Experts call for clinical trials to test non-skeletal benefits of vitamin D

May 18th, 2012 in Health /

The Endocrine Society's new scientific statement published online today represents the first comprehensive evaluation of both the basic and clinical evidence related to the non-skeletal effects of vitamin D. The statement addresses current research regarding the associations of vitamin D with immune function, hypertension, stroke, skin conditions and maternal/fetal health.

Vitamin D is a that regulates calcium and phosphate levels in the bloodstream and promotes healthy . is common throughout the world and results in abnormalities of calcium, phosphorus and which can lead to muscle weakness, osteomalacia, osteopenia and osteoporosis. While some have shown that benefits of vitamin D may extend beyond bone health, research findings remain inconsistent.

"The role of vitamin D supplementation in the prevention and treatment of chronic non-skeletal diseases remains to be determined," says Clifford Rosen, MD, of Tufts University School of Medicine and chair of the task force that authored the statement. "We need large and dose-response data to test the effects of vitamin D on chronic disease outcomes including autoimmunity, obesity, diabetes, hypertension and heart disease."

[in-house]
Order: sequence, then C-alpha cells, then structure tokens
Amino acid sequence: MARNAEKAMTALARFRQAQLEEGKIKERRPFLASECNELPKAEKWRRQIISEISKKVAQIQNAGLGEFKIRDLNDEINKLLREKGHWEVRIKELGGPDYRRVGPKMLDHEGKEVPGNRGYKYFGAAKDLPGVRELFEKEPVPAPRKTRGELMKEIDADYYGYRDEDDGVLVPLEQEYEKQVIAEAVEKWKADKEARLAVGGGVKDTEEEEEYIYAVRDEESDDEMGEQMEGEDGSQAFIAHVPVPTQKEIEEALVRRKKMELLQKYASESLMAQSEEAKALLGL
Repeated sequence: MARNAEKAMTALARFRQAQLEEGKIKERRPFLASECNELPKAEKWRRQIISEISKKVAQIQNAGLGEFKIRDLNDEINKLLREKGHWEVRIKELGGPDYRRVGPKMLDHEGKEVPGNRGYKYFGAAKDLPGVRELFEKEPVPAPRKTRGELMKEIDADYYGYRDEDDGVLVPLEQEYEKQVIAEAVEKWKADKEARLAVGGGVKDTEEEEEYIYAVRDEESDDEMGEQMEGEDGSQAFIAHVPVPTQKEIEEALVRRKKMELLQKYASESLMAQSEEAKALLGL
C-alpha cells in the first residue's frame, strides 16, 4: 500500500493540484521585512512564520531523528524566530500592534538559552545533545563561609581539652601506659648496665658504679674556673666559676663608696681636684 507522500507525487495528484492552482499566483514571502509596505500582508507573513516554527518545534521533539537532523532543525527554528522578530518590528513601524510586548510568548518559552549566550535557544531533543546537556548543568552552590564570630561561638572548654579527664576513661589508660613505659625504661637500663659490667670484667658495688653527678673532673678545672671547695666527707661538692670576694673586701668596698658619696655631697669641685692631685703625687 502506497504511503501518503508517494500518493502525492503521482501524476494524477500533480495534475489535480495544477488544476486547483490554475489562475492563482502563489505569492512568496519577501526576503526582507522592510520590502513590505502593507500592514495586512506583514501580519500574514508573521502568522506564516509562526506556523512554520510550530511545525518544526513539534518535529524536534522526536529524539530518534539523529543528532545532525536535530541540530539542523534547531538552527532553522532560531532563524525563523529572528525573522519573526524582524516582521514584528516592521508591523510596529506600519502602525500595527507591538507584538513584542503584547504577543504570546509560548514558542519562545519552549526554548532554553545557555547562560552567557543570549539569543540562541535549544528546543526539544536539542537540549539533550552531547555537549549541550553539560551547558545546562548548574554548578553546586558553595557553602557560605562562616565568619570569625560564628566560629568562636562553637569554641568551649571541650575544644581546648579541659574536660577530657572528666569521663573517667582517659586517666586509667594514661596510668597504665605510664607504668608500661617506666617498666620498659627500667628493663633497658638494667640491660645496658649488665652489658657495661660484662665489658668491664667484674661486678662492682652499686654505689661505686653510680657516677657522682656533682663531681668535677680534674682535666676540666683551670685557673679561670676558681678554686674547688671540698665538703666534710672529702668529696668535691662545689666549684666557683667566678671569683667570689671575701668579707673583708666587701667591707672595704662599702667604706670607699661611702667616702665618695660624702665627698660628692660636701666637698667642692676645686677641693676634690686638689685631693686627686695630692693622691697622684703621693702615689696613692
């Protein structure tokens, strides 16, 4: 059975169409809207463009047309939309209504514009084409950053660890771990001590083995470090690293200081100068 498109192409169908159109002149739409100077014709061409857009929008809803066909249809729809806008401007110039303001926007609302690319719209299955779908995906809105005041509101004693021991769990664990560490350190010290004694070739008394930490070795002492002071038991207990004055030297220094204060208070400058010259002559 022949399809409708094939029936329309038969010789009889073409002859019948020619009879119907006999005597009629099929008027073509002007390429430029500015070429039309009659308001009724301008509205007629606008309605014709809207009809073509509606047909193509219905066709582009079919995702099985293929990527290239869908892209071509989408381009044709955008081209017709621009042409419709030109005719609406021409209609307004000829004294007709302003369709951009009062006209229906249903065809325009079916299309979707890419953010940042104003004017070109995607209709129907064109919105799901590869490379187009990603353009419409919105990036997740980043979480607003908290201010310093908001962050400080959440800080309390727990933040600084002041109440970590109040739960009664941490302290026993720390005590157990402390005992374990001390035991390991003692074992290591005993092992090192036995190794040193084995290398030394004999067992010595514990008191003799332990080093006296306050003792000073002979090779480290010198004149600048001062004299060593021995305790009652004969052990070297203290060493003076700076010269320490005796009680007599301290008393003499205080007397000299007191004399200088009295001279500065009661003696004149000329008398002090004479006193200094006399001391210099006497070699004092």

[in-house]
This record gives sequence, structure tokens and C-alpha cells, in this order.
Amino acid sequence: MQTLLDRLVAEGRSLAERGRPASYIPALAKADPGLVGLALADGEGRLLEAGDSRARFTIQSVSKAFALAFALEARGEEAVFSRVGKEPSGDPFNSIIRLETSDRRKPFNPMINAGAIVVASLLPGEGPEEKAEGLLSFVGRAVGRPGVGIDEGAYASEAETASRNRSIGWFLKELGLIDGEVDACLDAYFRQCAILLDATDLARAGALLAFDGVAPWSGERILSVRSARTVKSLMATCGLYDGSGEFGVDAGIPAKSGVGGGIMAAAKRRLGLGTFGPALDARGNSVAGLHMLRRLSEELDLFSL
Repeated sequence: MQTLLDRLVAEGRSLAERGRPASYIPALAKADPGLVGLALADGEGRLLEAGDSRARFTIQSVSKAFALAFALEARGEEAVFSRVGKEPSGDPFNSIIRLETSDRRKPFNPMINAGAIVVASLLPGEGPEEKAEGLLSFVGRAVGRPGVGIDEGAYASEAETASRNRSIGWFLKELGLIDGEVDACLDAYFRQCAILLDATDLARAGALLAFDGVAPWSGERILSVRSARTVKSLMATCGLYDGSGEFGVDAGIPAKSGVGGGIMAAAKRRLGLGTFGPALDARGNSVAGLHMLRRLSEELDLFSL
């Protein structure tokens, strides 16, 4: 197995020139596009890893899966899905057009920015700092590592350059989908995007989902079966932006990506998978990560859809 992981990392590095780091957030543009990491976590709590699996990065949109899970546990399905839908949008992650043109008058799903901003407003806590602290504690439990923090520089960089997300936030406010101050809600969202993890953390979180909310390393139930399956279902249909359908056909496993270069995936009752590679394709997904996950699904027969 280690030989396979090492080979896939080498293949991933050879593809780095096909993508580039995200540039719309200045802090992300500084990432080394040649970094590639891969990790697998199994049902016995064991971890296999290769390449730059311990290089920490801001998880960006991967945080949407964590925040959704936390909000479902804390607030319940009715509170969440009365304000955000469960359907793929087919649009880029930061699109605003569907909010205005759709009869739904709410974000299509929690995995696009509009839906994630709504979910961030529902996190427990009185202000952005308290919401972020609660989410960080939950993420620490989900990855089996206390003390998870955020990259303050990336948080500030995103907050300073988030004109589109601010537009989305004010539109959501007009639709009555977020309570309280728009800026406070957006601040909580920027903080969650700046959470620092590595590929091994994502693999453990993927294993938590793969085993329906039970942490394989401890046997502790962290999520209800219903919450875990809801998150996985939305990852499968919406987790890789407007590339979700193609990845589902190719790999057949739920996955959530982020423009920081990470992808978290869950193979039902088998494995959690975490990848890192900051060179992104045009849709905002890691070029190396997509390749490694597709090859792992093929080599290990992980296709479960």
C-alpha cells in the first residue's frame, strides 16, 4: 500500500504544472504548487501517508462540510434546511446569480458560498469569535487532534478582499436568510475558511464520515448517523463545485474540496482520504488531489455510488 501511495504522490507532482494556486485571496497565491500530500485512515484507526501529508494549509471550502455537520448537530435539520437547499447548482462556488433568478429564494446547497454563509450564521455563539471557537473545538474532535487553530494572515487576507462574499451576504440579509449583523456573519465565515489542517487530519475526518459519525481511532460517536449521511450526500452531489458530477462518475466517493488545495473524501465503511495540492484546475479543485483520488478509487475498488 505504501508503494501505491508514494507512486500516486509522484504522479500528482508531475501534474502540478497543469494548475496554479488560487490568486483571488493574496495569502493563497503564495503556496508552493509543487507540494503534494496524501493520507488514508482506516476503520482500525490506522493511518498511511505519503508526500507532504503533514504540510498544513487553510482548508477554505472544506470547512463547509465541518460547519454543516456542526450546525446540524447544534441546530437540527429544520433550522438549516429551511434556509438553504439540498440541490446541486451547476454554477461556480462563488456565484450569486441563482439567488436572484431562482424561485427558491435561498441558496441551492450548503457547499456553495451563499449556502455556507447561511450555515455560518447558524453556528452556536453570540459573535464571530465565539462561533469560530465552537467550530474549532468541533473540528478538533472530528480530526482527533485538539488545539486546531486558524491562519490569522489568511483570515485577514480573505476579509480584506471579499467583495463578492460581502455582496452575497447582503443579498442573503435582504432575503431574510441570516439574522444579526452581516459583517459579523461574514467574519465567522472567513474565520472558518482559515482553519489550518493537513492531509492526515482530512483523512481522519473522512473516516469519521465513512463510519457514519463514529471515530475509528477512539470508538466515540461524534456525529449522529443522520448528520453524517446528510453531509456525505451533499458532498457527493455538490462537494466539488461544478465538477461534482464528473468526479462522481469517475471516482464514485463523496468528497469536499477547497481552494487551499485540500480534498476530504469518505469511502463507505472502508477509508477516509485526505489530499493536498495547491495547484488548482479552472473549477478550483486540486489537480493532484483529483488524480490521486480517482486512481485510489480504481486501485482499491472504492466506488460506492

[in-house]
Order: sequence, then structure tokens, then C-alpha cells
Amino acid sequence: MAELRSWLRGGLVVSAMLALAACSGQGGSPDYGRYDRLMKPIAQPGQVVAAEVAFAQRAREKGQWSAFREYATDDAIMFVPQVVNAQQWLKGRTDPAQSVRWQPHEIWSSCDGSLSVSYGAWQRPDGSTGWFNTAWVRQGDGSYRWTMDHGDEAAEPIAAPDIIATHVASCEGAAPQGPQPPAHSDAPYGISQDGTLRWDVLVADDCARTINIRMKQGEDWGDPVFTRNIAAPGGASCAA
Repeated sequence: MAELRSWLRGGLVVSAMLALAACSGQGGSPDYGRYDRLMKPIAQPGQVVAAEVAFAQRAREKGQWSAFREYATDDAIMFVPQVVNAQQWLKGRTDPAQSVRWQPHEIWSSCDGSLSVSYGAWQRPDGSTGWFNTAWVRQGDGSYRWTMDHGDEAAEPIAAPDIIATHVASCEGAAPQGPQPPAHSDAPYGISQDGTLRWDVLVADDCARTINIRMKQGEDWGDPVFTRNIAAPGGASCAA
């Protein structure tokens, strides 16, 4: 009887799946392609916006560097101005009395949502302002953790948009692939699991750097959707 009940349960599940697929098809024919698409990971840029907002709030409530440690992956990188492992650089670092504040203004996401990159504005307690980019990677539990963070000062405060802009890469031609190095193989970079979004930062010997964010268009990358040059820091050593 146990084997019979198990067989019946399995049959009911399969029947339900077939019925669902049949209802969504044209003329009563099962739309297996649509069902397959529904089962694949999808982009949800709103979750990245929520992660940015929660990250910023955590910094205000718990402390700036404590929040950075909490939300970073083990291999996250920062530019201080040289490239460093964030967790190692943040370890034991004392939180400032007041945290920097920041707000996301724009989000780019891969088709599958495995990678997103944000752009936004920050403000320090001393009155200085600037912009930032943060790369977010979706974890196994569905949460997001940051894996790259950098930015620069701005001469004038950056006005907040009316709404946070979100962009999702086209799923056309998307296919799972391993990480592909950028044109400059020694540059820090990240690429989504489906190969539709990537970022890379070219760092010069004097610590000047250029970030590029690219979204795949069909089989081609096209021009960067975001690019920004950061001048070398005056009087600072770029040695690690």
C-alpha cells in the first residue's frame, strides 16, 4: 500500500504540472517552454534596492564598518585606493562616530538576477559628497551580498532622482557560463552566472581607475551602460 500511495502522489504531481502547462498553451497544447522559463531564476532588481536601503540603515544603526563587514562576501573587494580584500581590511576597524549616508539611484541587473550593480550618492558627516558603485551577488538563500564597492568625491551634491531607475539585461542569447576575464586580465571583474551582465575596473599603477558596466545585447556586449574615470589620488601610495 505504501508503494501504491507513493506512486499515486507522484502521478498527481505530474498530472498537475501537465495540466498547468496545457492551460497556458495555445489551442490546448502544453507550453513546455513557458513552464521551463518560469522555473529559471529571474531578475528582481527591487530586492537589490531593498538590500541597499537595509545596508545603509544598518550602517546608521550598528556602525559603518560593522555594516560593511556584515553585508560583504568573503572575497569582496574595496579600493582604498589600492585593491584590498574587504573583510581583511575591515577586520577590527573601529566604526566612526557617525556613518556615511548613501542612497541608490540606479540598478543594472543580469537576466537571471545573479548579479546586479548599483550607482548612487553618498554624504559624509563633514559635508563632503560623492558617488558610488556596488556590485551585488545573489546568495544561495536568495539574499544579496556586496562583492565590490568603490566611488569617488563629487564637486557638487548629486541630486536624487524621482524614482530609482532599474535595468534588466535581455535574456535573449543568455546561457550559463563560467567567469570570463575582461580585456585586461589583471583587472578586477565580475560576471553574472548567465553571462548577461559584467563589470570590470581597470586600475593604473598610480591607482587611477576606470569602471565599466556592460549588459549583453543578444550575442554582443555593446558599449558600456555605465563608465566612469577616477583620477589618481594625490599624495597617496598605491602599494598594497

The scientific statement outlines the evidence that defines the effects of vitamin D on epidermal, neuromuscular, maternal/fetal and neoplastic () tissues. The authors critically evaluated the literature for each organ system utilizing available evidence from observational studies and to determine the strength of associations between vitamin D and tissue-specific outcomes.

Conclusions from the statement include:

The article, "The Nonskeletal Effects of Vitamin D: An Endocrine Society Scientific Statement," appears in the June 2012 issue of The Endocrine Society's Endocrine Reviews.

Provided by The Endocrine Society

"Experts call for clinical trials to test non-skeletal benefits of vitamin D." May 18th, 2012. http://medicalxpress.com/news/2012-05-experts-clinical-trials-non-skeletal-benefits.html